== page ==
One of the things that make bonds unique relative to stocks is the way compensation is collected for trading. The lions share of equity trades involve an explicit commission charged to the client. Be it a flat rate per ticket, as is common among online and retail brokerage, or a cents per share commission, as is common among institutional trading arrangements, this figure is explicitly reported on trade confirmations and has become a source of competition among brokers.
Fixed income securities generally incorporate a mark-up or mark-down in their price to compensate dealers for trading activities. That is to say that dealers usually adjust the price of the security rather than separately charge a commission. For example, they may be able to buy a bond for 100 in the Dealer to Dealer market. Rather than sell the bond to their retail customer at 100 with a commission of 0.10, they simply sell the bond to their customer at 100.10. The economics of the trade are identical either way. This is just meant to illustrate that there are differences in the industry conventions.
This nuance also leads to differences between the way trades are reported to the respective tapes. All equity trades are reported without commission (which is not to say without compensation as there are other ways to make money than just commissions, but that is well beyond the scope of this piece). However, many fixed income trades are reported with commissions embedded. Beginning July, 2016 the fixed income trade reporting services included a field that designates whether a trade has a commission charged separately or if the price includes a mark-up for customer buys or mark-down for customer sells.
As the names imply, a retail customer purchase that has been marked-up will have a higher price than the price the dealer paid to acquire bonds to sell to that customer. And vice versa. When a retail customer sells a bond, they receive a price that has been marked-down below where the dealer is able to sell the bonds to other dealers. There is nothing unusual about this activity. Again, this is just a way of charging commissions for brokerage services.
Where the activity becomes unusual is when the apparent compensation on a riskless principal trade turns negative. In that scenario, a broker is effectively paying a customer to do a trade. They lose money, but, presumably they make it up in volume. For the month of May 2017 BondWave calculates that 163 riskless principal trades were initially reported with a negative mark-up or mark-down. Purchases by retail customers were executed at lower prices than where the bonds were sourced in the dealer to dealer market. And sells to retail customers were executed at higher prices than where the bonds were sold in the dealer to dealer market.
Of course, the simplest explanation for this is likely to be the correct explanation. It is most likely that these trades were simply reported incorrectly. However, the table showing the top 10 negative markups/downs also shows that 5 of the trades were corrected anywhere from 1 to 20 days after the initial trade report. The corrections either fixed the price discrepancy or changed the side of the market so that the mark-up/down calculated becomes positive.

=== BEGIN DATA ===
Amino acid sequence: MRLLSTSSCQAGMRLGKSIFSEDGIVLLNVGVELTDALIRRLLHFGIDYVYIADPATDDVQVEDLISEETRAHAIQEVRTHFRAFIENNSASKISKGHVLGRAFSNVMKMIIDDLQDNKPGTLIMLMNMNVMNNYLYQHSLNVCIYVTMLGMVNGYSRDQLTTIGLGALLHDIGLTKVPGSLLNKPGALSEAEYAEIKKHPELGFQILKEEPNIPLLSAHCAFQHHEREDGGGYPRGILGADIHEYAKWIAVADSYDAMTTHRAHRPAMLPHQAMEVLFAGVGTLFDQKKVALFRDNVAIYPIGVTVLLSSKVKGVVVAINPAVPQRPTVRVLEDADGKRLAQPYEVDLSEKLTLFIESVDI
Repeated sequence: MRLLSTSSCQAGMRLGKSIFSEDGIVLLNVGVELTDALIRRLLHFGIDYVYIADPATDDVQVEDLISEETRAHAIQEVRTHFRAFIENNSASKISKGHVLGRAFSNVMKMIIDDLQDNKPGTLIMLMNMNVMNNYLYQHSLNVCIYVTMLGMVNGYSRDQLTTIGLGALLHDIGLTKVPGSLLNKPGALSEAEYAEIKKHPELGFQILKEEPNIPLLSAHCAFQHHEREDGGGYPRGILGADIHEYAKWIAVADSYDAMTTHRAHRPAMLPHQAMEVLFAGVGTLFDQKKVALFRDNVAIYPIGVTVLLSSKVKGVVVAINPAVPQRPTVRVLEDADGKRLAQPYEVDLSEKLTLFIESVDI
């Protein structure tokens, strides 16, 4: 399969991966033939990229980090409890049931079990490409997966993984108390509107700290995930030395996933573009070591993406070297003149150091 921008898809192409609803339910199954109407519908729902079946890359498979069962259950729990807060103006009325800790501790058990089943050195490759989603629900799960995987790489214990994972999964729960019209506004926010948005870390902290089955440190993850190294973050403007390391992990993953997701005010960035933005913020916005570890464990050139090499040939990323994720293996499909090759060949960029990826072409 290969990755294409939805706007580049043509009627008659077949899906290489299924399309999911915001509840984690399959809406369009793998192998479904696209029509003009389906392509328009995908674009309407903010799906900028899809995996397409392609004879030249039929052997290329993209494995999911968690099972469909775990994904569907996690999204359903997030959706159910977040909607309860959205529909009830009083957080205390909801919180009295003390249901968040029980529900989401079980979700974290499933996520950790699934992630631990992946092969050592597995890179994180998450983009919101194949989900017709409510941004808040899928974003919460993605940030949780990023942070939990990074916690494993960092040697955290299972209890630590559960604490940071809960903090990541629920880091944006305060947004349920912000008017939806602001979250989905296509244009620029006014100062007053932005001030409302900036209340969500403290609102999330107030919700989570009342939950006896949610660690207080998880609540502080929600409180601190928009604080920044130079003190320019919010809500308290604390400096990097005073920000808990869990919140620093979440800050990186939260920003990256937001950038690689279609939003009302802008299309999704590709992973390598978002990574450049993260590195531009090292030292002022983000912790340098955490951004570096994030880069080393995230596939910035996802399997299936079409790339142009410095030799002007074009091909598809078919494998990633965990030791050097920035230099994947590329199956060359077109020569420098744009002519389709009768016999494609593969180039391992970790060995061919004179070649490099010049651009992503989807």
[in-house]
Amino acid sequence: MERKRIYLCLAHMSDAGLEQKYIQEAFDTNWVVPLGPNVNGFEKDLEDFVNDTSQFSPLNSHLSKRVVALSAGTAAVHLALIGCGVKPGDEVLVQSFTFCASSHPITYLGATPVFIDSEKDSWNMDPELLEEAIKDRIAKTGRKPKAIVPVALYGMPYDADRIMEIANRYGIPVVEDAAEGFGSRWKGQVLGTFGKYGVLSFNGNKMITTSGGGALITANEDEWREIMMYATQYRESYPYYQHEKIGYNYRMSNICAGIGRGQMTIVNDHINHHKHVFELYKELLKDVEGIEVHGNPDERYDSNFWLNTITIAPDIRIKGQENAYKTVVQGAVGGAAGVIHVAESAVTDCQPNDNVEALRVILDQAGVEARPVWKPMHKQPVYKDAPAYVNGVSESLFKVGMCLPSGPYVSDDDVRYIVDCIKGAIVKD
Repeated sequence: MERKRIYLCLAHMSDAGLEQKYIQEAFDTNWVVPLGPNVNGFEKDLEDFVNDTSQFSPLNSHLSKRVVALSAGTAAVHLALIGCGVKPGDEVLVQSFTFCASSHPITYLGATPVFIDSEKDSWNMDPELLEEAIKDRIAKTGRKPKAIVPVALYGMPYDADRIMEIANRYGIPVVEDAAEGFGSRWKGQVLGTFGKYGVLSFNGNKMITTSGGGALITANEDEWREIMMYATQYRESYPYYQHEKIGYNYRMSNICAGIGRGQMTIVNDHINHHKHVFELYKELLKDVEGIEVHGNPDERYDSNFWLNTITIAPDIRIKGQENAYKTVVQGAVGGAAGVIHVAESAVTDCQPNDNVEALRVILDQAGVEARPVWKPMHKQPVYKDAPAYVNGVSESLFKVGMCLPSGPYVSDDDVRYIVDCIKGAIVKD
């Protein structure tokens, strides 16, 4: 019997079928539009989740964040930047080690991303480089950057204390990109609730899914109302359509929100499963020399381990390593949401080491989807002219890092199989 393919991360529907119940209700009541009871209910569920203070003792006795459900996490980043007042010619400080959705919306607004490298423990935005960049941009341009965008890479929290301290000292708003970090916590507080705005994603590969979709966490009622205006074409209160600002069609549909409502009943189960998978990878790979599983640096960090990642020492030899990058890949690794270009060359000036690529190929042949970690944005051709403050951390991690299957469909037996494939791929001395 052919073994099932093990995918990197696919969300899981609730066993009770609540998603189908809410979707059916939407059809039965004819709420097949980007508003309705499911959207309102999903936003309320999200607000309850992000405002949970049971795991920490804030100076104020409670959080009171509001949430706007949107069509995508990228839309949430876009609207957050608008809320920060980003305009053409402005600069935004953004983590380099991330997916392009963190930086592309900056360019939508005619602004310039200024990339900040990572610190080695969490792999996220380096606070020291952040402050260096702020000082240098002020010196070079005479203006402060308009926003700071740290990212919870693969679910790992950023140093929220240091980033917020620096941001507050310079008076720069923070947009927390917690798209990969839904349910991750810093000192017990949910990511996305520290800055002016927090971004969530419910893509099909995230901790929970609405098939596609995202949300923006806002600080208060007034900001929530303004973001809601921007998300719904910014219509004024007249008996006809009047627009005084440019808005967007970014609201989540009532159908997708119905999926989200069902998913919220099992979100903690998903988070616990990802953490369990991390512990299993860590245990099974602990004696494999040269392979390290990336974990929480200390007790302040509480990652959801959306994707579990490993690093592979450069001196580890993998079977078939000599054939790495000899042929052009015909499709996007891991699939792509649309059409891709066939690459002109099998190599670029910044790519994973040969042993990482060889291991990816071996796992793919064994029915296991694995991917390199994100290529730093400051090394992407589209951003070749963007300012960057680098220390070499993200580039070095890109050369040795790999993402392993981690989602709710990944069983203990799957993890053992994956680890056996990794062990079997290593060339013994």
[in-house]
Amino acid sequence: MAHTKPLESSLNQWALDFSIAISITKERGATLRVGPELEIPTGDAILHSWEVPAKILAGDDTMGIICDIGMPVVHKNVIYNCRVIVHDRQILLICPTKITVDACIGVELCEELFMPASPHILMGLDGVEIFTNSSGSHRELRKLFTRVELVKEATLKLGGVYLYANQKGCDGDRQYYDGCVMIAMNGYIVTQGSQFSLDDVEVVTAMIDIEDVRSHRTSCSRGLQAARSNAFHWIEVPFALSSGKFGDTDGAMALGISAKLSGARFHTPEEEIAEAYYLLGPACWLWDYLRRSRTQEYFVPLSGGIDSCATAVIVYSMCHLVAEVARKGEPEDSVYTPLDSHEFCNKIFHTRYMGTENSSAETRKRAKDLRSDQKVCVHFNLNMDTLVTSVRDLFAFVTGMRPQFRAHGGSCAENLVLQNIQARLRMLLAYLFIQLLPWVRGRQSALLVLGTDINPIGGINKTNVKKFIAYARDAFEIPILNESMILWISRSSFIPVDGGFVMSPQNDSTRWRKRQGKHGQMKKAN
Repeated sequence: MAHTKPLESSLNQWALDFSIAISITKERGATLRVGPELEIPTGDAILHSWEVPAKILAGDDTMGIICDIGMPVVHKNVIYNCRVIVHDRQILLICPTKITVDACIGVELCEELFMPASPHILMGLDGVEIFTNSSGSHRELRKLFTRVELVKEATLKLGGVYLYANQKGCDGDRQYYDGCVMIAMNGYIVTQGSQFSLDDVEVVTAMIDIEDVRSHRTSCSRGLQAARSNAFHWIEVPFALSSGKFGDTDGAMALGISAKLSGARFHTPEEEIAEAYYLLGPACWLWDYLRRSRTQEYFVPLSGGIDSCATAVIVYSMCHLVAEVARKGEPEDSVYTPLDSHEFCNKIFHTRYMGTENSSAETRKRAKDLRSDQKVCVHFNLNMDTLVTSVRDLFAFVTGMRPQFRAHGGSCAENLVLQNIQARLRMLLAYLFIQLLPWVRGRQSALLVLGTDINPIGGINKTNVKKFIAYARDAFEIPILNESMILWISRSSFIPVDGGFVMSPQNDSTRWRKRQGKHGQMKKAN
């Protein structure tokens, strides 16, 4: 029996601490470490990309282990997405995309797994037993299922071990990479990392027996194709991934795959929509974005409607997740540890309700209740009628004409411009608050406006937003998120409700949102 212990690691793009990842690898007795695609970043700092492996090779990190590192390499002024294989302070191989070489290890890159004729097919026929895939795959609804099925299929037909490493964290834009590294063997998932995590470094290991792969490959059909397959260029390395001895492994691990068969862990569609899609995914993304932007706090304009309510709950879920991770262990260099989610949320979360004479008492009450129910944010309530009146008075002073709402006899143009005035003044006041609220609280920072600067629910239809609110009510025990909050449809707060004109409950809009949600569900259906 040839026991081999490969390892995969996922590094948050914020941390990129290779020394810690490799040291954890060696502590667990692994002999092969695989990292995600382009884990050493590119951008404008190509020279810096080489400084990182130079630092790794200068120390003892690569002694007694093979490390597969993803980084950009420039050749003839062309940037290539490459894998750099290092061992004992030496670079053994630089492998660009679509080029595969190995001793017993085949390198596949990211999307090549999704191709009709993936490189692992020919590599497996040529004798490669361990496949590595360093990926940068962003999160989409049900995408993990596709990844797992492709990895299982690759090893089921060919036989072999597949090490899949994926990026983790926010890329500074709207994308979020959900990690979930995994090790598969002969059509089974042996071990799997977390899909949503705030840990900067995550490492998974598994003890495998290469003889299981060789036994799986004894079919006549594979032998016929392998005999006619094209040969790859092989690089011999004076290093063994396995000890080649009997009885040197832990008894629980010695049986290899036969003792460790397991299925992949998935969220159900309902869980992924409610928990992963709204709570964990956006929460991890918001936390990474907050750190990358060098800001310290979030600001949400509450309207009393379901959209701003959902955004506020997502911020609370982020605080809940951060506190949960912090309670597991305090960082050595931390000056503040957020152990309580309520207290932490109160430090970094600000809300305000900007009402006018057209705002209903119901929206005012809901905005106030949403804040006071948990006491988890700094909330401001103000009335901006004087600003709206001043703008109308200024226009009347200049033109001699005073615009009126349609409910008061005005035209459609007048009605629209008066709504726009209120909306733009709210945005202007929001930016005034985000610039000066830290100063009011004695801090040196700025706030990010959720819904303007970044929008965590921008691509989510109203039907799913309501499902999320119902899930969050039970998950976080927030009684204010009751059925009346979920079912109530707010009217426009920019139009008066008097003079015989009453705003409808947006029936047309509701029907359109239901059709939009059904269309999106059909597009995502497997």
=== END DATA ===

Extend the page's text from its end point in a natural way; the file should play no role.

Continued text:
However, of the top 10 negative mark-ups and mark-downs, 50% have thus far gone uncorrected. Why would that be? Again, the simplest explanation. There are few consequences to making a mistake when reporting trades to the fixed income tapes, so there are few incentives to fix mistakes.
This is a topic we touched on in A Land Where Typos Still Exist. When it comes to trade reporting for corporate and municipal bonds, with a single exception (dealer to dealer trades in corporate bonds), there is no connection between the price or size reported to the tape and the price or size used for settlement purposes. So, if there is a mistake in a trade report there is rarely an economic incentive to repair the data.
There are clear negative implications to this system. The fixed income trade tape is used by regulators to monitor for potentially abusive practices and soon it will be used to calculate and report to retail customers via trade confirmations the estimated mark-up/down earned by their dealers. Since the confirmation is a legal document any inaccuracies are potentially litigable.
In our first two pieces we have focused on what appear to be uncorrected mistakes on the trade tapes. The first set of typos led to the appearance of negative bid/offer spreads. This piece focused on what we believe are likely typos leading to apparent negative compensation for brokers. In our next piece we will explore the consequences of having an opaque market structure for fixed income securities. Specifically, we will consider situations where the actual bid/offer spread is negative. And we will see that this situation can even exist for the most informed participants in the market, the dealers.
Paul Daley is Managing Director in BondWaves Information Lab